Dressing the Part of a Young Lawyer

By Evan Loeffler

 



When I first entered the legal workforce as an associate, my boss’s wife made it a mission to do something about my persistent bachelorhood. To this end, she set me up on several dates. In evaluating these dates, it is interesting to note two facts: first, they were short-lived, rarely lasting as long as three hours; and second, they were all with different people.

To Penny’s credit, she was persistent. After some time, however, she changed her strategy. She walked into my office one afternoon, and dispensing with all chit-chat, made a statement that struck fear and trepidation into my heart:

“I’m going to help you pick out a new wardrobe.”

I am one of first to admit that I am not a spiffy dresser. I do own suits, and am known to wear them when the occasion requires. I am happy, however, to wear khaki trousers and a sports jacket. This, I reasoned, was more cost-effective, since I would not have to pay for professional dry cleaning.

“What’s wrong with what I’m wearing?” I asked, trying not to sound defensive.

“When was the last time you ironed that shirt?” she asked.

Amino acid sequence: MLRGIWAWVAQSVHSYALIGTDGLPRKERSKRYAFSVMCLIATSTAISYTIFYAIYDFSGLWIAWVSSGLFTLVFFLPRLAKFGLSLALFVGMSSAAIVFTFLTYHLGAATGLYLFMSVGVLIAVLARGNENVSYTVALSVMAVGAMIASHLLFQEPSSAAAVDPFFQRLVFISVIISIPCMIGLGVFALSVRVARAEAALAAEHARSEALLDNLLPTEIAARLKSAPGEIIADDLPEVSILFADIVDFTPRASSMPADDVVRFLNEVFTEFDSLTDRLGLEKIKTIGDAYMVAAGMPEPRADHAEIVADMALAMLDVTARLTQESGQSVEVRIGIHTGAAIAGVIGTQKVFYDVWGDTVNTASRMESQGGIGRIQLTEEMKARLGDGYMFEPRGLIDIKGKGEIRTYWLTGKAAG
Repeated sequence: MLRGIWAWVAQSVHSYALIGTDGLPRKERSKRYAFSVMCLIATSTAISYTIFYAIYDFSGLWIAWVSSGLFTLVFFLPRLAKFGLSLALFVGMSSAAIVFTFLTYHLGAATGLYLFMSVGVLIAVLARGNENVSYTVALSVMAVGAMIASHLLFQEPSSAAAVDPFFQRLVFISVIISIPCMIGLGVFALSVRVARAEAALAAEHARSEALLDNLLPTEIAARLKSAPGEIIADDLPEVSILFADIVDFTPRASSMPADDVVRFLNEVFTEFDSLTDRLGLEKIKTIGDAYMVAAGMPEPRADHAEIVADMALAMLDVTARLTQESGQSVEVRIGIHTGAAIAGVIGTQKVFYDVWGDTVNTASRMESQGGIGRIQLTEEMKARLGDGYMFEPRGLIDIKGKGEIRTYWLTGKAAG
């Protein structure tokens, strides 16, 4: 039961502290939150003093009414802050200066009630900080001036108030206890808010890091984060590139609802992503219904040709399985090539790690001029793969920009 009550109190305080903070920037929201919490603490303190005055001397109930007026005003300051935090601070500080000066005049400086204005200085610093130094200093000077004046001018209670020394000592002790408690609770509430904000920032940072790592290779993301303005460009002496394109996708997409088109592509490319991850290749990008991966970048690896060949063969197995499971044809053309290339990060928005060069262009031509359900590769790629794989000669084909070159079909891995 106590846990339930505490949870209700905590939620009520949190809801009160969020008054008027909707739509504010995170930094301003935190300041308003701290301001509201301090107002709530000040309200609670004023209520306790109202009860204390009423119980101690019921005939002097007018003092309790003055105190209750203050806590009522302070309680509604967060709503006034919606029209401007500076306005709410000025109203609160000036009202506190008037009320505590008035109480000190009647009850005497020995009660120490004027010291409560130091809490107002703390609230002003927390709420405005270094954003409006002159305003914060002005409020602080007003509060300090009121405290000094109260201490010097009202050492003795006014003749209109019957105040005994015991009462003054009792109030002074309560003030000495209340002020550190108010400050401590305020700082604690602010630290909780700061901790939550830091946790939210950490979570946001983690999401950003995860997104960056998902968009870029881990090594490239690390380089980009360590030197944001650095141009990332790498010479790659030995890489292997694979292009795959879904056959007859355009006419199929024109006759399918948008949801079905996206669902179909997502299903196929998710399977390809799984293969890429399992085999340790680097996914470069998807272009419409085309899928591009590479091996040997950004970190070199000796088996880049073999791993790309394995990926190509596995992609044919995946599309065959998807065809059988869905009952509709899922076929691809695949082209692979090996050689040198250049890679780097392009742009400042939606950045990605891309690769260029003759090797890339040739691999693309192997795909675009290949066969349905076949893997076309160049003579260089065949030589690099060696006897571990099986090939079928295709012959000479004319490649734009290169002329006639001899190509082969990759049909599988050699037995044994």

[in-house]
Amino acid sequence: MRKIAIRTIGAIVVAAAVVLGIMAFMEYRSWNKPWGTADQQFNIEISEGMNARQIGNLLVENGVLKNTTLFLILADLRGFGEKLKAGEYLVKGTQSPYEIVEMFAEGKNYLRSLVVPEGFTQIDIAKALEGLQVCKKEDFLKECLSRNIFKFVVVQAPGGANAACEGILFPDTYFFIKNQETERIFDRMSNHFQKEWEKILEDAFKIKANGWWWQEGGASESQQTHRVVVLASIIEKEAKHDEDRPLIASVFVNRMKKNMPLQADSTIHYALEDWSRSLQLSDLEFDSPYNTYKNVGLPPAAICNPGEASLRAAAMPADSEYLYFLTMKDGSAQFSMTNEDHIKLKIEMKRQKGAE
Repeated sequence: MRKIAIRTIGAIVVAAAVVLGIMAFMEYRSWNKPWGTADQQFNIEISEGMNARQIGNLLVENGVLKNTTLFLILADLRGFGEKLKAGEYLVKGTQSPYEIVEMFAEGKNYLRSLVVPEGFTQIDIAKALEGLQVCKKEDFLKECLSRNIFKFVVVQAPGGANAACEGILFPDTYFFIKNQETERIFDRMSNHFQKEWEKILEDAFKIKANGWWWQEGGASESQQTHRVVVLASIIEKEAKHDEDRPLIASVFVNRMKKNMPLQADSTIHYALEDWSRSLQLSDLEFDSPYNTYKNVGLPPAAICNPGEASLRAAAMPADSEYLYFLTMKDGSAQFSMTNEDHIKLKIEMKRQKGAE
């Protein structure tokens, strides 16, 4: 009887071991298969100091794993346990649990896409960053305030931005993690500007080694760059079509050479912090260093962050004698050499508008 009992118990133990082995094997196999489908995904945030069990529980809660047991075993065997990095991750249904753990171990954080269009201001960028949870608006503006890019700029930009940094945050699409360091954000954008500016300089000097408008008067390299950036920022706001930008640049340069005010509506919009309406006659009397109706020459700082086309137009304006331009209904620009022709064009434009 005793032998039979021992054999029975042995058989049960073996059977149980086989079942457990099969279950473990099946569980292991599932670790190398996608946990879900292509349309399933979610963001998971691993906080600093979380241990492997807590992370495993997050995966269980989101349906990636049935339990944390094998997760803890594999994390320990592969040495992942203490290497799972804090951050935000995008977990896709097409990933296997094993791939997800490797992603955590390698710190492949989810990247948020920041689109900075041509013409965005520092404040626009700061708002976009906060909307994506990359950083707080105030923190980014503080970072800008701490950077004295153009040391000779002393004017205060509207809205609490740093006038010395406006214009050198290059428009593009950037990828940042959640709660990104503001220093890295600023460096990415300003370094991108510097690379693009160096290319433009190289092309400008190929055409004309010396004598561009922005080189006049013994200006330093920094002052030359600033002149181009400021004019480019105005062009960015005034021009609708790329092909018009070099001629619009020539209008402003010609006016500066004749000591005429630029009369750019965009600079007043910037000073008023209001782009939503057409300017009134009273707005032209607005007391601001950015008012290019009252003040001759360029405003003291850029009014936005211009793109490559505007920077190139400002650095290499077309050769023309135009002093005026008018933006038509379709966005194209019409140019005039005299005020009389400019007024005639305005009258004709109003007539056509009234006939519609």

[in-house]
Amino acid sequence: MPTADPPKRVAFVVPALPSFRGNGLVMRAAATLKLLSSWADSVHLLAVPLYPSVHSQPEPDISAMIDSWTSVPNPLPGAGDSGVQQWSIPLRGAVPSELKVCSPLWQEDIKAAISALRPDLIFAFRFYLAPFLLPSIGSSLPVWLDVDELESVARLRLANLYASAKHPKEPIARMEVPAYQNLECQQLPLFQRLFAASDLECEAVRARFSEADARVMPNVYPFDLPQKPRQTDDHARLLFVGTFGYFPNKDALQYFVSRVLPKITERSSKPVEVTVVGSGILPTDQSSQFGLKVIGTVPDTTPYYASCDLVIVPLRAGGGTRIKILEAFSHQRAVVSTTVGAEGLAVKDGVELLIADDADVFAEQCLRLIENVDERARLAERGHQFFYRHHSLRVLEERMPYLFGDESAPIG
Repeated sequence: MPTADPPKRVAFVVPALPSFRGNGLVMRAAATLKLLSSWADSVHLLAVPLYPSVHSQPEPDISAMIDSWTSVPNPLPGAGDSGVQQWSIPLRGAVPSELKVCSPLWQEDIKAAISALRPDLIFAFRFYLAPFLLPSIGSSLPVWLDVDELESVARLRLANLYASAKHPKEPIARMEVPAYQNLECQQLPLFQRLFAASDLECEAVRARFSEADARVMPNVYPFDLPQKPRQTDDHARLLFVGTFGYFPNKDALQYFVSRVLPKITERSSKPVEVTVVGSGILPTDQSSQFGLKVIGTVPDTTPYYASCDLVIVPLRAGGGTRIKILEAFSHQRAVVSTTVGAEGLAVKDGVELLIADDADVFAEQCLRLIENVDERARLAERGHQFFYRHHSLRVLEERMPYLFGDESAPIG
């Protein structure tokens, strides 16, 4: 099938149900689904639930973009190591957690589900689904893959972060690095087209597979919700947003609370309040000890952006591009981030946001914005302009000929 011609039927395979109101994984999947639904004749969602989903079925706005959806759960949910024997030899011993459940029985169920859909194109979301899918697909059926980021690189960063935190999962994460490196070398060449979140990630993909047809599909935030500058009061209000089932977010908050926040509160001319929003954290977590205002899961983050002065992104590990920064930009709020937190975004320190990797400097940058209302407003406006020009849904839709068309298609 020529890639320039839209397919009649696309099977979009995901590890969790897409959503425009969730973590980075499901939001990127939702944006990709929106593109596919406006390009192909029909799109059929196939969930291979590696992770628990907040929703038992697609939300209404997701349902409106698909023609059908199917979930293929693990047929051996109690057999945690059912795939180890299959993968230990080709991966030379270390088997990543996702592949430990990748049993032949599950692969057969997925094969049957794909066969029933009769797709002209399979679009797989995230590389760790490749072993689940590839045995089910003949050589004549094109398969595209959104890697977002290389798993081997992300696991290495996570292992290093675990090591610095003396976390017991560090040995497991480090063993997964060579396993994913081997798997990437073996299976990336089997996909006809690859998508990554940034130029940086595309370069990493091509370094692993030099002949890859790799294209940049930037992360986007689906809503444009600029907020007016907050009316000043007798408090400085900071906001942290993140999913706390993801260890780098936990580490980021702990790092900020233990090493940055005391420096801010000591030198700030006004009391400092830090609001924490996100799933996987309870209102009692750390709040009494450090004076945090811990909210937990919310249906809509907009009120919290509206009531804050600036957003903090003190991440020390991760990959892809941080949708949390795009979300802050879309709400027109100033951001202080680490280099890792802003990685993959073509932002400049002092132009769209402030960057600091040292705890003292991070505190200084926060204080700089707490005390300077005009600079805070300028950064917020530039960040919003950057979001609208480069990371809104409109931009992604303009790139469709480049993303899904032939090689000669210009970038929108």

“What are talking about? This isn’t a golf shirt.”

“Not that kind of iron! A clothes iron.”

“The label says ‘permanent press.’”

Penny shook her head incredulously and changed the subject.

“Bow ties are out, Evan.”

“Straight ties make me look short,” I explained.

“You are short! Look, for four or five thousand dollars, we can get you a new wardrobe and you’ll look great.”

“Thousand’?” I echoed. I did not feel that complaining to my boss’s wife about my salary would be fruitful. “How much better can you make me look for fifty bucks?”

“Look, Evan, I’ve already discussed this with my husband, and he agrees you need to dress better. You want to make a good impression on people professionally as well as socially, and you’re not helping yourself by looking like an extra from Invasion of the Unmade Bed People. You should dress up when you take people out.”

“Penny,” I said, “I don’t need to dress up just to take my date to McDonald’s.”

“You’ve been taking your dates to McDonald’s because no decent restaurant would let you in the way you dress.”

This was true. It is amazing how often upscale restaurants lose reservations. I played my ace. I figured if I could whether the storm she would forget the whole thing in a day or two. “Fine,” I said. “Let me check my calendar to see when I have time to go shopping with you.”

“I already got you the rest of the day off,” she said. “Let’s go.”

In addition to my general indifference to expensive clothing, I hate shopping. An afternoon spent shouldering my way through crowds of shoppers for the privilege of spending money I don’t have on stuff I don’t want is not how I like to spend my leisure time. Given the choice of going clothes shopping and being bitten in half by a shark, I’d have to think about it.